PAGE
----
May 2011

Josh Cook


Unsolicited Poems by David Rowe

Even people who don't read much poetry are familiar with poetry's personas: the characters projected onto poets by their readers or cultivated by the poets themselves, like the Hard Drinker, Hard Liver; the Spiritual Nature Poet; the Slam Poet; even the Cowboy Poet. These personas are a natural part of artistic expression in society, as readers and poets forge connections through the medium of the poem, whether a persona is an accurate reflection of the poet as a person or not. David Rowe, at least in his collection Unsolicited Poems, is very much a Hard Drinker, Hard Liver poet, tracing his poetic lineage back through the Beats to the original American wild man poet, Walt Whitman.

In pursuit of, or because of, this persona, Rowe's poems project an image of the poet hunched over the page, sweating out a killer hangover, cursing the woman who left him because he drove her away, and scratching at significance and meaning through images, lines, and words extracted from the very core of his being. Throughout the collection there is a constant sense of effort; the poems are saturated with the strain of the composition. This strain has two effects on the poems themselves; one negative and one positive.

Rowe's efforts are shown deficient when he grapples directly with his great predecessors. The weakest poems in the collection are those directly about or inspired by Whitman and Kerouac. Bringing the greats up, puts them in the reader's mind, and for all of Rowe's quality, he is no Whitman. Furthermore, there are many poems in the collection where Rowe has set himself some kind of poetic goal; there is a place whose spirit he wants to evoke, a person he wants to memorialize, a form he wants to tweak, or a “poetic experience” he wants to express, but too often these poems read like Rowe is smashing his fist against a puzzle piece that won't fit where he wants it to.

But sometimes Rowe smashes right through the table, right through the floor, right through the apartment below, right on through the earth, to reach some Luciferian beauty shining in the shards of what's left of language. Poems like “SATCHelMOuth Poem,” “Love Supreme,” and “Fit to Awaken Aurora Herself Are These Drunken,” push language and image to its challenging and beautiful limit. Her writes in “East Side Lounge”: “set plastic cups to trembling atop bottles of Lone Star / like lampshades in an old Pullman car / & there was the deadbeat Dad smoking a Dada cigar / from out of a calabash pipe,” and in “Fit to Awaken...”: “Of dippers big & small, exoskeleton of scorpion / & Orion the Hunter's rhinestone belt / Until Venus, that indecent docent, conducts us back home.” At his best, the writer Rowe most resembles, is not one of the patriarchs of American poetry, but Malcolm Lowry, whose prose in Under the Volcano is some of the most exquisite in English.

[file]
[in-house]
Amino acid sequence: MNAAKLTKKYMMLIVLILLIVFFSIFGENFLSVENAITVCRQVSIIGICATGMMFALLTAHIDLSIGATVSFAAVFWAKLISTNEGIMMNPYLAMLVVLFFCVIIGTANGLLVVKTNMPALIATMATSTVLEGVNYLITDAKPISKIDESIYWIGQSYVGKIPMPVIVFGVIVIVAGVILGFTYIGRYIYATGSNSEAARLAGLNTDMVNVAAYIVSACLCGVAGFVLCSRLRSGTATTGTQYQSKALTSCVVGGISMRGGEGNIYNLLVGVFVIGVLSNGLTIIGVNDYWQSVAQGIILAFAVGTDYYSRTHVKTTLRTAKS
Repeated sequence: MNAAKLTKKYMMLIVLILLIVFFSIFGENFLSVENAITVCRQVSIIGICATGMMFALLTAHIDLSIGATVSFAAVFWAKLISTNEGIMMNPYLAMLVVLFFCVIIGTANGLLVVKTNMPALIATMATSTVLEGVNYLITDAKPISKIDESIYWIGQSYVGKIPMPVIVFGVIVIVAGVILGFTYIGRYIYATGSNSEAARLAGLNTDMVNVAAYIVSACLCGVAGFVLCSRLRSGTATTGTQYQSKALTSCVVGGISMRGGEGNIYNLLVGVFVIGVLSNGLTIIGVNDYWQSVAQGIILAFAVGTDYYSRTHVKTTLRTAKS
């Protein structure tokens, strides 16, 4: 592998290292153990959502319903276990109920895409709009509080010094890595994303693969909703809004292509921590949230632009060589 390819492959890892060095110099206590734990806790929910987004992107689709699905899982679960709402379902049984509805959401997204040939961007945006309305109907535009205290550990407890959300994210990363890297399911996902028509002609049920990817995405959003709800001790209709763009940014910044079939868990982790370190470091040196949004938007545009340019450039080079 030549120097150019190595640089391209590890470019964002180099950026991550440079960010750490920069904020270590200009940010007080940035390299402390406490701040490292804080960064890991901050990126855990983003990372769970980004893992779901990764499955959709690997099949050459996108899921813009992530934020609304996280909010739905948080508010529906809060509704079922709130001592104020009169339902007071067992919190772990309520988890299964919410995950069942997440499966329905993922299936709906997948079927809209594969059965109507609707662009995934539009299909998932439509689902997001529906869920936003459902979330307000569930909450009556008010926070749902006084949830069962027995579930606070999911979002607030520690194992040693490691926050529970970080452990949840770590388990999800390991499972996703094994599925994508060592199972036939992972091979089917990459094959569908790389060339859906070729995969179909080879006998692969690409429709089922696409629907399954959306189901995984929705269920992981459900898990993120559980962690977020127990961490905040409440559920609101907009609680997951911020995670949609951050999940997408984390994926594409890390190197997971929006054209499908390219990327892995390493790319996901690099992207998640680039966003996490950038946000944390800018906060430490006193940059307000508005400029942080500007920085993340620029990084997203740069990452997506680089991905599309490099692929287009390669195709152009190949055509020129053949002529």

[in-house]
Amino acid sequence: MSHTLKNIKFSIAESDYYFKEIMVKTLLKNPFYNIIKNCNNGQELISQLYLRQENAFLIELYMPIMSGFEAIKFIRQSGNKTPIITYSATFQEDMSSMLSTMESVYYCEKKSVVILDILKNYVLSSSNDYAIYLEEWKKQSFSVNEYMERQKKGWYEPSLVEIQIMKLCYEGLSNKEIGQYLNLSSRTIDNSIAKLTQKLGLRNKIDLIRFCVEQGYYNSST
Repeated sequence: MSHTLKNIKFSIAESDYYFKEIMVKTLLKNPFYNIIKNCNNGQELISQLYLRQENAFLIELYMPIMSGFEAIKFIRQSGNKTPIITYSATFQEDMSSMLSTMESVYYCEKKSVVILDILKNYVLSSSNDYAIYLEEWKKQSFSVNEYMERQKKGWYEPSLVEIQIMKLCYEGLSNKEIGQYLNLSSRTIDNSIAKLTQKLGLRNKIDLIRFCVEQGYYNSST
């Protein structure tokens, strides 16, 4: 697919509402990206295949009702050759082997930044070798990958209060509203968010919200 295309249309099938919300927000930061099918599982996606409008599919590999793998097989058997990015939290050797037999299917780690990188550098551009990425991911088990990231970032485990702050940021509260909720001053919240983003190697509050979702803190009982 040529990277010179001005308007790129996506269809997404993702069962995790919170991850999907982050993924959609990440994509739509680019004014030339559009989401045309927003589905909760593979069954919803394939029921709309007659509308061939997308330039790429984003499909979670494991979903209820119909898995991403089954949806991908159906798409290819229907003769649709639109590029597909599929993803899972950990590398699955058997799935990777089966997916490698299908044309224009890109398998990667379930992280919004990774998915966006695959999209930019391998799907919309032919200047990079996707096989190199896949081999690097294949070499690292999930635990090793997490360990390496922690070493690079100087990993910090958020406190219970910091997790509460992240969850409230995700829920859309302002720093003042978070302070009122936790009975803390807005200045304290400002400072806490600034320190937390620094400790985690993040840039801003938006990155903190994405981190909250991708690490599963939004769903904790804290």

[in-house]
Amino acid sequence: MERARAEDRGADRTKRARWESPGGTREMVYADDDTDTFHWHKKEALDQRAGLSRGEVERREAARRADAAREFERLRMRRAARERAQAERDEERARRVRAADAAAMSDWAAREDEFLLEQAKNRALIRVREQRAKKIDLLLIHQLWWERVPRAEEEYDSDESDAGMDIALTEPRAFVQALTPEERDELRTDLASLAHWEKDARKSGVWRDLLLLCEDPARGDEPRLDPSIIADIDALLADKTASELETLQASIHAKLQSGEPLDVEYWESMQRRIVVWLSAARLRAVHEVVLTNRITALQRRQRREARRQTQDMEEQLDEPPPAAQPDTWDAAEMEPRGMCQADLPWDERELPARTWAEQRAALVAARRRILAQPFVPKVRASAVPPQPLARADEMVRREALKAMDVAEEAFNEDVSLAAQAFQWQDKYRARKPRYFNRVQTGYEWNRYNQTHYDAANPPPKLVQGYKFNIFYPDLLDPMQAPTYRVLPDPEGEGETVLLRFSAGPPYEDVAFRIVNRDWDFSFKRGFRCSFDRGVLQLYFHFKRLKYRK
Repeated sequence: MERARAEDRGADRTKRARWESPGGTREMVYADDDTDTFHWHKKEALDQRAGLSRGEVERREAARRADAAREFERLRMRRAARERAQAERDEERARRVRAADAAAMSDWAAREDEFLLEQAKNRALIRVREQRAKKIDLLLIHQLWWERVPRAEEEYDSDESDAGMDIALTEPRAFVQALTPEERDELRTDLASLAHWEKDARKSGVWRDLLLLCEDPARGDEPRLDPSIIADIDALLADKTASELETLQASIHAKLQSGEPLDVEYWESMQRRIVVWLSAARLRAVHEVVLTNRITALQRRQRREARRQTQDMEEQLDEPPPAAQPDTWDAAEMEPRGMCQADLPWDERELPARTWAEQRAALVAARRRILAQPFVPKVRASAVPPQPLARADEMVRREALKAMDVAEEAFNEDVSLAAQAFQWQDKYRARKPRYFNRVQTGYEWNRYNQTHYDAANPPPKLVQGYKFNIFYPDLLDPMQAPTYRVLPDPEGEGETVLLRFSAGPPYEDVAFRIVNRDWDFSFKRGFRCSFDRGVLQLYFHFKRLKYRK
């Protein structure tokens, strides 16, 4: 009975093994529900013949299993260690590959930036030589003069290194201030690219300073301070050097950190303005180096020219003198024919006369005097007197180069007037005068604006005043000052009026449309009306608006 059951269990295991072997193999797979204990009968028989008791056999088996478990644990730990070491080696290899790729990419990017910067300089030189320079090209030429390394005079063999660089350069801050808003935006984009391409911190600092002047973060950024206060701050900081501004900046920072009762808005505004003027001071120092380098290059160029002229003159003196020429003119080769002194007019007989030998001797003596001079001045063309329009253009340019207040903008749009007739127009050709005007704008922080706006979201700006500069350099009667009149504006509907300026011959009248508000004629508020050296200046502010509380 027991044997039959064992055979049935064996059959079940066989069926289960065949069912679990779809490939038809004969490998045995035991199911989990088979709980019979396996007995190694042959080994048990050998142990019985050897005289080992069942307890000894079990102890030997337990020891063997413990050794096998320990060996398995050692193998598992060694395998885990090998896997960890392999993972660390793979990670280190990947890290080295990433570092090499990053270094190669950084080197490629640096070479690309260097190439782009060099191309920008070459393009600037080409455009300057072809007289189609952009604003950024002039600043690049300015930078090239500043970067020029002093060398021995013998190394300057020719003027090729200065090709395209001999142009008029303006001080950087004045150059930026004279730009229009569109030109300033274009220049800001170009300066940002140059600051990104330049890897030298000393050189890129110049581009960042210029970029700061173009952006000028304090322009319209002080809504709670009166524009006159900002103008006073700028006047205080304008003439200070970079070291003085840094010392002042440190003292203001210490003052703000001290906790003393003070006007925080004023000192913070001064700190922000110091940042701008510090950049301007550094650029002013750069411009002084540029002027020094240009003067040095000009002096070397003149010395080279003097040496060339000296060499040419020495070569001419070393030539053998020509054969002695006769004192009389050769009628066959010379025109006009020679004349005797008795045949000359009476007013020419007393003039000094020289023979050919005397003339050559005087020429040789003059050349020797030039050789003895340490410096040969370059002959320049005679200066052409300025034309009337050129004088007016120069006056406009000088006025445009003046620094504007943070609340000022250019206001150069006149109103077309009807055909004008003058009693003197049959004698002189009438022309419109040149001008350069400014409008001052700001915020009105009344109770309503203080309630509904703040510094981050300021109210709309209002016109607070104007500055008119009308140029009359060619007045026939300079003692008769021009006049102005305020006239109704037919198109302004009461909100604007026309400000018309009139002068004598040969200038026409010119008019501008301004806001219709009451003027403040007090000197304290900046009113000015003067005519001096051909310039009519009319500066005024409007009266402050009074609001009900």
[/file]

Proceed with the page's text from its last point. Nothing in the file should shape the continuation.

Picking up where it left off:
Rowe's most consistent strength is his ear for the music of poetry, especially on display in his poems that don't rhyme. All words have auditory relationships with each other, and Rowe excels at finding and using these relationships for subtle and dramatic effects. Though Rowe isn't a Slam Poet by any means, he could certainly blow the roof off a bar, should he happen to acquire a microphone and an audience in one.

Since the mainstream has, in many ways, come to the Beats, Bukowski, and other Hard Drinkers, and found ways to fetishize extreme lifestyles of drugs and booze and sex, poets writing from that persona are writing from a very weird place. What was once a radical statement against the limitations of conformity to typical existence, is now vicarious entertainment; a peep show instead of a protest. Rather than shocking us, Rowe's poems have become ways for us to imagine ourselves free enough to pass out on a park bench, without ever thinking about what that freedom means. That said, I'd rather read rehashes of Whitman, the Beats, and Bukowski than the pretend naturalists, substanceless minimalists, and hacks of whimsy that make up so much of the rest of mainstream poetry.

In a way, Rowe's collection can teach us about the mystery of greatness. Rowe can be beautiful and chaotic and sexy and sonorous. But Rowe is not a great poet. Whatever it is that takes an image from “an encryption of boots bottles and books / arrayed on the kitchen table / & Love Supreme's just another ashtray,” to “Centre of equal daughters, equal sons, / All, all endear'd, grown, ungrown, young or old, / Strong, ample, fair, enduring, capable, rich / Perennial with the Earth, with Freedom, Law, and Love,” isn't in Unsolicited Poems. That said, I wish there were more David Rowes writing poetry; good poets constantly looking beyond themselves for a kind of expression that is, by some mystery, beyond their reach. In short, when Rowe succeeds his poetry is brilliant, and when he fails, well, he fails at being Whitman.

Unsolicited Poems by David Rowe
Verna Press
ISBN: 098422811X
106 Pages